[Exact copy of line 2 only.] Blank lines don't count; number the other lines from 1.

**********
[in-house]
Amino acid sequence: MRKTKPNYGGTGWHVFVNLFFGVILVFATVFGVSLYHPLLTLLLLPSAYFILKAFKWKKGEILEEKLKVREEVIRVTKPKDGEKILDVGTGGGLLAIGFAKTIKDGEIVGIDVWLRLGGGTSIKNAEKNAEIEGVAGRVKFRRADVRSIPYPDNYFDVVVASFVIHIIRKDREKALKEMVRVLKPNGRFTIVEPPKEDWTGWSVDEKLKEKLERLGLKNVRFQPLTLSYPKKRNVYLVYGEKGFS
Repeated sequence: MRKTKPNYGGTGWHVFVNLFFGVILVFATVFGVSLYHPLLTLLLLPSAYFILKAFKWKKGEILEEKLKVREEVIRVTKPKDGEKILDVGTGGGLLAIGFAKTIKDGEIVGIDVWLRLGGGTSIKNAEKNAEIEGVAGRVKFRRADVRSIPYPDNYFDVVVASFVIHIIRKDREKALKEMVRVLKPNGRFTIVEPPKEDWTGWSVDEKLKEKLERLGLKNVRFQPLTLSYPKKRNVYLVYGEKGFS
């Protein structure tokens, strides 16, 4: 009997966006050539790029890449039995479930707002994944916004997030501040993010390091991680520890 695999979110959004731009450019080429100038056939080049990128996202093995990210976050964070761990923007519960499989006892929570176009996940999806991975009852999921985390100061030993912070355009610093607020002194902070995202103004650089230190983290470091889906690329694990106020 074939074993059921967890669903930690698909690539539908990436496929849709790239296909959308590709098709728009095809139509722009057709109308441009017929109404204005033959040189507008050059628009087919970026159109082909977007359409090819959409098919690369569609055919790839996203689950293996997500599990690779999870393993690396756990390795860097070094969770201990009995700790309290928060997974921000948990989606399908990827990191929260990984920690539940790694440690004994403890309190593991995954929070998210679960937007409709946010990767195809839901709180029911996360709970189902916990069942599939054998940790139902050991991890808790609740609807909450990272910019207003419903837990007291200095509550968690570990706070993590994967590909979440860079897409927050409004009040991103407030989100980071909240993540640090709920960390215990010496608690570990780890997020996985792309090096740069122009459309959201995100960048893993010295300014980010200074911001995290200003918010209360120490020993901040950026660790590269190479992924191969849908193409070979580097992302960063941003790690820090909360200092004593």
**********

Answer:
Amino acid sequence: MRKTKPNYGGTGWHVFVNLFFGVILVFATVFGVSLYHPLLTLLLLPSAYFILKAFKWKKGEILEEKLKVREEVIRVTKPKDGEKILDVGTGGGLLAIGFAKTIKDGEIVGIDVWLRLGGGTSIKNAEKNAEIEGVAGRVKFRRADVRSIPYPDNYFDVVVASFVIHIIRKDREKALKEMVRVLKPNGRFTIVEPPKEDWTGWSVDEKLKEKLERLGLKNVRFQPLTLSYPKKRNVYLVYGEKGFS